Background: Burnout is usually defined as a prolonged response to chronic emotional and interpersonal stressors, characterrized by emotional exhaustion, depersonalization and lack of social accomplishment. Coping mechanisms and job satisfaction are associated with the incidence of burnout symptoms in a work context.
Subjects and methods: The aim of this paper was to make a systematic analysis of the literature related to nurses' stress and the incidence of burnout syndrome in intensive care nurses, and also to determine the research into associations between coping mechanisms and job satisfaction on one side, and burnout on the other side. Appropriate databases (Scopus, PubMed) were searched with the aim of finding relevant studies and articles published in the last 15 years. The keywords were burnout, coping mechanisms, job satisfaction, nurses, and intensive care. Two independent reviewers carried out a selection of the studies.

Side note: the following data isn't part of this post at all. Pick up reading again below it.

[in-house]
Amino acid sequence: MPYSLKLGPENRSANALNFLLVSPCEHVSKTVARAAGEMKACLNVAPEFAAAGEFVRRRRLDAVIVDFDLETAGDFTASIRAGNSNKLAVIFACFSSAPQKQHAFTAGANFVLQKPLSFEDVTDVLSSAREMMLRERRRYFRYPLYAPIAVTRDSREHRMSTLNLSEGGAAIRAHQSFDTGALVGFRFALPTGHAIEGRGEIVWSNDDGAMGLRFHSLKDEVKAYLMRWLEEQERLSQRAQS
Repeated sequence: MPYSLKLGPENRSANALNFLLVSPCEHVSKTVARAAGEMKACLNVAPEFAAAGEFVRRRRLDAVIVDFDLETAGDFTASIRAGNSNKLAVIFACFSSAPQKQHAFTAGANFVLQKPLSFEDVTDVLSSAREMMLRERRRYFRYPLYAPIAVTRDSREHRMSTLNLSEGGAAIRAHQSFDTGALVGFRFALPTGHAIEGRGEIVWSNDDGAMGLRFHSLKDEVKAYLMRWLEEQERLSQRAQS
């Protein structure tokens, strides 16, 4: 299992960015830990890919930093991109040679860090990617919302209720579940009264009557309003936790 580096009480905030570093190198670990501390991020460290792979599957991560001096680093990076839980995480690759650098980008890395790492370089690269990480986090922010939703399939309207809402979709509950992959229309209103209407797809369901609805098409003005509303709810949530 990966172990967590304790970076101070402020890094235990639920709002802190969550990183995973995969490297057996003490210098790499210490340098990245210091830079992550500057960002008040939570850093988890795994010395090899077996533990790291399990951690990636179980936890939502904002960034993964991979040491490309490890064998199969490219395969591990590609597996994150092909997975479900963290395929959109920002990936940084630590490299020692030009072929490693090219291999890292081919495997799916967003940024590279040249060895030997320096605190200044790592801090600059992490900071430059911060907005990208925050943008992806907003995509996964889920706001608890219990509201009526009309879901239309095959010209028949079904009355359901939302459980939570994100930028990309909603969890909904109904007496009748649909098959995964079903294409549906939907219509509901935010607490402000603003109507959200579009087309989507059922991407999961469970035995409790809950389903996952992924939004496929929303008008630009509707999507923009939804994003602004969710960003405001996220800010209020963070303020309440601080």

Results: The literature review found 786 studies about burnout and its association with different variables. Twenty-nine original research papers were discovered in this review process. Open questions still remain concerning burnout and the associations between the considered variables. We also found that studies using a qualitative approach, which could provide better insight into the investigation of burnout, was insufficient in this area.
Conclusion: Burnout syndrome is serious problem for healthcare systems and affects almost all profiles of healthcare workers. Although burnout is an evidence-based public health problem, there is still no systematic approach to prevention. Prevention activities to reduce stress and the incidence of burnout should be provided for nurses, especially those in very demanding posts.